Please note that the Custom Partitioner can be applied only on PairedRDDs and so one has to go via this route of creating a PairedRDD from the original RDD and then use the Customer Partitioner on top of it.

You have to extend the org.apache.spark.Partitioner class, in order to use Spark Custom Partitioner and override the below methods:

  1. numPartitions: This method returns the number of partitions to be created for an RDD
  2. getPartition(key: Any): This method returns the partition number into which partition the key should go (ranging from 0 to nnumberOfPartitions-1)

Custom partitioning lets you alter the size and number of partitions as per your application’s needs. Here, you can define which key should enter which partition. One should provide an explicit partitioner by calling partitionBy method on a paired RDD.

Main Class

public class SparkPartitionExample implements Serializable {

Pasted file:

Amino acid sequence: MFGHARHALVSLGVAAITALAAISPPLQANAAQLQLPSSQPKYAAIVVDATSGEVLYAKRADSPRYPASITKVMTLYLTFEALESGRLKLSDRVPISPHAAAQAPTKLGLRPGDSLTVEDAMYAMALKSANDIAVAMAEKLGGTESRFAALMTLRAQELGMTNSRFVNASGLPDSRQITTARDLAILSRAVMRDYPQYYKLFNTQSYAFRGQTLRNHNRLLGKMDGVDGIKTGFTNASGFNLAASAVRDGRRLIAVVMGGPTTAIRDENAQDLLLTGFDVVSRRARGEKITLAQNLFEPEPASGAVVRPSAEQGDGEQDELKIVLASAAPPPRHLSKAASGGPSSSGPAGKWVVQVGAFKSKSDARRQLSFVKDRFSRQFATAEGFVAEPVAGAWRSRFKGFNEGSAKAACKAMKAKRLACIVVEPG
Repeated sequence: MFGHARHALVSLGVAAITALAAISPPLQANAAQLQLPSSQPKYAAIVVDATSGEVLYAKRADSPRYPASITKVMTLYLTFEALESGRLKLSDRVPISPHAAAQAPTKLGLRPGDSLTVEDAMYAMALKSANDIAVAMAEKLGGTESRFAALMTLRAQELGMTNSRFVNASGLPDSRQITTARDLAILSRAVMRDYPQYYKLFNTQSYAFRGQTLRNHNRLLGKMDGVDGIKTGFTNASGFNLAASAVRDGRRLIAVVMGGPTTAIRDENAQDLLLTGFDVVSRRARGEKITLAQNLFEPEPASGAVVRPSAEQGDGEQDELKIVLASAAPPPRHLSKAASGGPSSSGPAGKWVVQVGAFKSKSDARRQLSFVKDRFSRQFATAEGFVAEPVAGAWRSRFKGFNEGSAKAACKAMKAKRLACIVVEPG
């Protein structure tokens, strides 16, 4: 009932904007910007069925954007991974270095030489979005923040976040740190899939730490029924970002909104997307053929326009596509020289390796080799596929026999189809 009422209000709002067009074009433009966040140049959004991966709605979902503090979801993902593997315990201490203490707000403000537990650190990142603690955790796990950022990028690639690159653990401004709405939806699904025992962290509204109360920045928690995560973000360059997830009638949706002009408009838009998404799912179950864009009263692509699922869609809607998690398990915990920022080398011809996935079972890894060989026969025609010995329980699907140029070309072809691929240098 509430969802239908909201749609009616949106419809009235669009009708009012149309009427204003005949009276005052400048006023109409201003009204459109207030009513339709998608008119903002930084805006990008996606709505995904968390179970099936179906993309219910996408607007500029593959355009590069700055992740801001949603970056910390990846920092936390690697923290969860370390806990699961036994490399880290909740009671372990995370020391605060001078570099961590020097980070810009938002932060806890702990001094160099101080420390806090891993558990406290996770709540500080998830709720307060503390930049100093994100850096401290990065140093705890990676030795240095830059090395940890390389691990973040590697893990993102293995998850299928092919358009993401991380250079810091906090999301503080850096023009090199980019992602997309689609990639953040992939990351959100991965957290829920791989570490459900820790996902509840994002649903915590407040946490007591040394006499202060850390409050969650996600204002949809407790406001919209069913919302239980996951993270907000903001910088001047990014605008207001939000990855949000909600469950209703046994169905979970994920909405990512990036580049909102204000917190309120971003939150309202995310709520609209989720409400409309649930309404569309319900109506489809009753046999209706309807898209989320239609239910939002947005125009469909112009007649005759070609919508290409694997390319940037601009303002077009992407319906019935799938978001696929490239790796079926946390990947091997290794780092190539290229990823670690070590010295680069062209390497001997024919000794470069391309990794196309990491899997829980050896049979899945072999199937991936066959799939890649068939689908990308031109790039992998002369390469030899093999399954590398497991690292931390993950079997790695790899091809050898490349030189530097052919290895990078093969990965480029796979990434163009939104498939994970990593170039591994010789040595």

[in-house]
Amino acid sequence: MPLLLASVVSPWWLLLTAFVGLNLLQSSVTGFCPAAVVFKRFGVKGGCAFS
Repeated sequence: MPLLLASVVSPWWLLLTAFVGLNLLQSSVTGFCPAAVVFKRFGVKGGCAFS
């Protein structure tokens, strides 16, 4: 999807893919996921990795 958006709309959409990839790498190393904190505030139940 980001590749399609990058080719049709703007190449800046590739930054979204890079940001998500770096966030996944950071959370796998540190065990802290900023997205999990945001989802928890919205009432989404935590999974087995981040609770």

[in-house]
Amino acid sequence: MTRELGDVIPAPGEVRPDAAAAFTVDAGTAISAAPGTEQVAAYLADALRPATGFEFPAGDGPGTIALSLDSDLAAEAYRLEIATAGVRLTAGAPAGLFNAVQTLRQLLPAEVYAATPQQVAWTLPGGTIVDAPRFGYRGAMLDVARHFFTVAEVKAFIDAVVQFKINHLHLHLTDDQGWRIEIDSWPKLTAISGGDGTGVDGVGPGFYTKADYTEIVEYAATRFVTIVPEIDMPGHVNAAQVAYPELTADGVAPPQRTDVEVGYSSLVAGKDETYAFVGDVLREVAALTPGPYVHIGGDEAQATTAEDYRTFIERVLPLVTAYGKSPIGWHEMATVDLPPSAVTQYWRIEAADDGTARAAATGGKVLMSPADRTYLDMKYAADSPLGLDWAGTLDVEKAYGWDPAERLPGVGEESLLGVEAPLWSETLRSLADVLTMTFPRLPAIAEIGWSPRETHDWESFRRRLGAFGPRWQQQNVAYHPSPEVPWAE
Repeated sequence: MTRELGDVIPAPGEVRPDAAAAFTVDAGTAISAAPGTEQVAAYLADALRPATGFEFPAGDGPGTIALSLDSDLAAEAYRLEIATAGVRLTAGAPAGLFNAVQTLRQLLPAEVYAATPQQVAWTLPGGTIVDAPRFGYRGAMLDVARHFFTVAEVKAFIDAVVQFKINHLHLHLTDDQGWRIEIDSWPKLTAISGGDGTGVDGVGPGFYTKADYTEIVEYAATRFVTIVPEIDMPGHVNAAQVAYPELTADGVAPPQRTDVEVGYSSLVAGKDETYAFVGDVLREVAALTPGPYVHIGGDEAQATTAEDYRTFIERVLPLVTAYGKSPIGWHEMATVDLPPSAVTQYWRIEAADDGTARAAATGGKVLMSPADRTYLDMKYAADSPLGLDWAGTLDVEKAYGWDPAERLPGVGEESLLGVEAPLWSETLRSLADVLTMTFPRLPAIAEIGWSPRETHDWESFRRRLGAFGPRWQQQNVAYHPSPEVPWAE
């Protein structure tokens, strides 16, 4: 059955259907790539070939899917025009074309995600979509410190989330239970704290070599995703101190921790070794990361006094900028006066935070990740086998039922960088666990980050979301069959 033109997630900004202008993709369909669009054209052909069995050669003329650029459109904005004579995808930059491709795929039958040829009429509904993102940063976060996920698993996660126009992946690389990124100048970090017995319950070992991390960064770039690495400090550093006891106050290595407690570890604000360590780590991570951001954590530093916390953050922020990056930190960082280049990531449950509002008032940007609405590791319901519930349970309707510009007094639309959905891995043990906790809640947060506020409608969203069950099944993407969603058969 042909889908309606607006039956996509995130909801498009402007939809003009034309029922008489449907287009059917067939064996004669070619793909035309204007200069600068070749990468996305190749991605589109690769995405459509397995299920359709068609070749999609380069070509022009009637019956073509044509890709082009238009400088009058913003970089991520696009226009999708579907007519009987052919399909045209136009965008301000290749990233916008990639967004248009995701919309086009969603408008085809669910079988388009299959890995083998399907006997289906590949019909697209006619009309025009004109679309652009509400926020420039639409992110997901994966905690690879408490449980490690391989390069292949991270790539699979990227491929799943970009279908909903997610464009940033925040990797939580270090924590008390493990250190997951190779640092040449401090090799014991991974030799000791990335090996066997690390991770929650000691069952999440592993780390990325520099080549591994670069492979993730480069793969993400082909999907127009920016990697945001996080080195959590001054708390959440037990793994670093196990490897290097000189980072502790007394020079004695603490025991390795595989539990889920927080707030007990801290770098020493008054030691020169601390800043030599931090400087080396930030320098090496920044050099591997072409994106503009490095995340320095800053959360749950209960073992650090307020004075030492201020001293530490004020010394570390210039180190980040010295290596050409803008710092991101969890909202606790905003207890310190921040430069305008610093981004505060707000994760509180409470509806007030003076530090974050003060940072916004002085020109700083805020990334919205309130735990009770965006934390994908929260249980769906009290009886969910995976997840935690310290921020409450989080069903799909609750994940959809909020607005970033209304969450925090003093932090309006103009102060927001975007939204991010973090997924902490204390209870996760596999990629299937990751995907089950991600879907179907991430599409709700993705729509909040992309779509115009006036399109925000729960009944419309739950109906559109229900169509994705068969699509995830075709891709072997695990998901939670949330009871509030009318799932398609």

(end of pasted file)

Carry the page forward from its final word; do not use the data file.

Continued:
public static void main(String[] args) {
SparkSession sparkSession = SparkSession.builder ().master("local[*]").getOrCreate();

final List<String> strings = Arrays.asList("Owl", "Parrot", "Crow", "Ibis", "WoodPecker", "Bulbul", "Falcon", "Eagle", "Kite", "Toucan");
// Creatng a data set
final Dataset<String> stringDataset = sparkSession. createDataset(strings, Encoders.STRING());
// However, since a paired RDD is required. Hence ocnverting DataSet to rdd and then to pairedRDD.
final JavaRDD<String> stringJavaRDD = stringDataset.toJavaRDD();
final JavaPairRDD<String, Integer> pairRdd = stringJavaRDD. mapToPair((PairFunction<String, String, Integer>) s -> new Tuple2<> (s, s.length()));
// Applying the custom partitioner.